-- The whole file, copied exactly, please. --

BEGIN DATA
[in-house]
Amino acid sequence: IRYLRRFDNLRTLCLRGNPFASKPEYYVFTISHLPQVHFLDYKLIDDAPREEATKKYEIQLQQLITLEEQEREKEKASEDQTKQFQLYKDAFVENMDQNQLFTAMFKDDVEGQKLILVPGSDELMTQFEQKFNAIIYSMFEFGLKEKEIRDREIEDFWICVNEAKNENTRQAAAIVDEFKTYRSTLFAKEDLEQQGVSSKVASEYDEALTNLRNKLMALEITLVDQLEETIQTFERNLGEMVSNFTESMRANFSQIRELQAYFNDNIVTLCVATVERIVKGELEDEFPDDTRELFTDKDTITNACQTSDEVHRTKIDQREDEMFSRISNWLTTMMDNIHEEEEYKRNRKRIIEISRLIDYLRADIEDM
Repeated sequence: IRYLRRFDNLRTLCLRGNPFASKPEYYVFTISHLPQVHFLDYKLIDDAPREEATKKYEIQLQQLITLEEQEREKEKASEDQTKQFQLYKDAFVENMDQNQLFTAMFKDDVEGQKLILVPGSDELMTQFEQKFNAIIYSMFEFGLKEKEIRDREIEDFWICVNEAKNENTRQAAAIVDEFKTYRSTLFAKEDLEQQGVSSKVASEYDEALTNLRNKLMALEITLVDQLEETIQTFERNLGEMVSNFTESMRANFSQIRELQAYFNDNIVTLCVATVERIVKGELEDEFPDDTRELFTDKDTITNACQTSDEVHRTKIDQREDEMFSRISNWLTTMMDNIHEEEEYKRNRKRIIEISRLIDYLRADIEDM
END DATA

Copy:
[in-house]
Amino acid sequence: IRYLRRFDNLRTLCLRGNPFASKPEYYVFTISHLPQVHFLDYKLIDDAPREEATKKYEIQLQQLITLEEQEREKEKASEDQTKQFQLYKDAFVENMDQNQLFTAMFKDDVEGQKLILVPGSDELMTQFEQKFNAIIYSMFEFGLKEKEIRDREIEDFWICVNEAKNENTRQAAAIVDEFKTYRSTLFAKEDLEQQGVSSKVASEYDEALTNLRNKLMALEITLVDQLEETIQTFERNLGEMVSNFTESMRANFSQIRELQAYFNDNIVTLCVATVERIVKGELEDEFPDDTRELFTDKDTITNACQTSDEVHRTKIDQREDEMFSRISNWLTTMMDNIHEEEEYKRNRKRIIEISRLIDYLRADIEDM
Repeated sequence: IRYLRRFDNLRTLCLRGNPFASKPEYYVFTISHLPQVHFLDYKLIDDAPREEATKKYEIQLQQLITLEEQEREKEKASEDQTKQFQLYKDAFVENMDQNQLFTAMFKDDVEGQKLILVPGSDELMTQFEQKFNAIIYSMFEFGLKEKEIRDREIEDFWICVNEAKNENTRQAAAIVDEFKTYRSTLFAKEDLEQQGVSSKVASEYDEALTNLRNKLMALEITLVDQLEETIQTFERNLGEMVSNFTESMRANFSQIRELQAYFNDNIVTLCVATVERIVKGELEDEFPDDTRELFTDKDTITNACQTSDEVHRTKIDQREDEMFSRISNWLTTMMDNIHEEEEYKRNRKRIIEISRLIDYLRADIEDM